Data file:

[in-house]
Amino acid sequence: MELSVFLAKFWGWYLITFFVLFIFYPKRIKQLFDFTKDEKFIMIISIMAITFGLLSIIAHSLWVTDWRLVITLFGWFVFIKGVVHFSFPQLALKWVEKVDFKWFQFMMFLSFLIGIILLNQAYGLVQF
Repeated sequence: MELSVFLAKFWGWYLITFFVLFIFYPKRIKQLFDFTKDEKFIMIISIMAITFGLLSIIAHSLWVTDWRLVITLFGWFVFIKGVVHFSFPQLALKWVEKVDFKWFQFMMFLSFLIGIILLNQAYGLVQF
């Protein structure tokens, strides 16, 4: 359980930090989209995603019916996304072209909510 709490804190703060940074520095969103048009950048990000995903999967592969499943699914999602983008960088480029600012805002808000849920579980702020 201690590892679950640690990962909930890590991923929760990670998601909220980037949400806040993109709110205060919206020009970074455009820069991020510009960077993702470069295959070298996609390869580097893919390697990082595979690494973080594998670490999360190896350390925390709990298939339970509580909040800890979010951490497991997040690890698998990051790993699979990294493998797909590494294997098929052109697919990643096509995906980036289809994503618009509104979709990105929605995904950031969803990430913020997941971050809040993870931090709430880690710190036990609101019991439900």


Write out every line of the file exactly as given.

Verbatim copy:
[in-house]
Amino acid sequence: MELSVFLAKFWGWYLITFFVLFIFYPKRIKQLFDFTKDEKFIMIISIMAITFGLLSIIAHSLWVTDWRLVITLFGWFVFIKGVVHFSFPQLALKWVEKVDFKWFQFMMFLSFLIGIILLNQAYGLVQF
Repeated sequence: MELSVFLAKFWGWYLITFFVLFIFYPKRIKQLFDFTKDEKFIMIISIMAITFGLLSIIAHSLWVTDWRLVITLFGWFVFIKGVVHFSFPQLALKWVEKVDFKWFQFMMFLSFLIGIILLNQAYGLVQF
């Protein structure tokens, strides 16, 4: 359980930090989209995603019916996304072209909510 709490804190703060940074520095969103048009950048990000995903999967592969499943699914999602983008960088480029600012805002808000849920579980702020 201690590892679950640690990962909930890590991923929760990670998601909220980037949400806040993109709110205060919206020009970074455009820069991020510009960077993702470069295959070298996609390869580097893919390697990082595979690494973080594998670490999360190896350390925390709990298939339970509580909040800890979010951490497991997040690890698998990051790993699979990294493998797909590494294997098929052109697919990643096509995906980036289809994503618009509104979709990105929605995904950031969803990430913020997941971050809040993870931090709430880690710190036990609101019991439900």